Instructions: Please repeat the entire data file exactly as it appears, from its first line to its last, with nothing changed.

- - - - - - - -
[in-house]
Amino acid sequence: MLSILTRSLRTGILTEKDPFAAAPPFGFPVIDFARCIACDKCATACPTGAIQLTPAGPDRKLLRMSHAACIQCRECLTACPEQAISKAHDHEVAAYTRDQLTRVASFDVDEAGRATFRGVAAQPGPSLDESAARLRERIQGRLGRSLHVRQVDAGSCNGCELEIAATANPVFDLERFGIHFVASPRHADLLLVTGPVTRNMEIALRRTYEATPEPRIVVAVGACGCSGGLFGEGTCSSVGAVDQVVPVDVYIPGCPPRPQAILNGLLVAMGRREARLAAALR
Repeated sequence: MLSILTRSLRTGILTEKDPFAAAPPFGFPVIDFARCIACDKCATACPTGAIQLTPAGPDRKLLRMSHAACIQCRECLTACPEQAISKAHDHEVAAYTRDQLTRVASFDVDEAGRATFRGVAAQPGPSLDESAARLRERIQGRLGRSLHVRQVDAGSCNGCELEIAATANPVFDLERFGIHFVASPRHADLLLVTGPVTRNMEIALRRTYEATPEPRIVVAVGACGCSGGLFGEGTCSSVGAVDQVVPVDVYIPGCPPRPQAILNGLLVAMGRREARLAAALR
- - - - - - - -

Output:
[in-house]
Amino acid sequence: MLSILTRSLRTGILTEKDPFAAAPPFGFPVIDFARCIACDKCATACPTGAIQLTPAGPDRKLLRMSHAACIQCRECLTACPEQAISKAHDHEVAAYTRDQLTRVASFDVDEAGRATFRGVAAQPGPSLDESAARLRERIQGRLGRSLHVRQVDAGSCNGCELEIAATANPVFDLERFGIHFVASPRHADLLLVTGPVTRNMEIALRRTYEATPEPRIVVAVGACGCSGGLFGEGTCSSVGAVDQVVPVDVYIPGCPPRPQAILNGLLVAMGRREARLAAALR
Repeated sequence: MLSILTRSLRTGILTEKDPFAAAPPFGFPVIDFARCIACDKCATACPTGAIQLTPAGPDRKLLRMSHAACIQCRECLTACPEQAISKAHDHEVAAYTRDQLTRVASFDVDEAGRATFRGVAAQPGPSLDESAARLRERIQGRLGRSLHVRQVDAGSCNGCELEIAATANPVFDLERFGIHFVASPRHADLLLVTGPVTRNMEIALRRTYEATPEPRIVVAVGACGCSGGLFGEGTCSSVGAVDQVVPVDVYIPGCPPRPQAILNGLLVAMGRREARLAAALR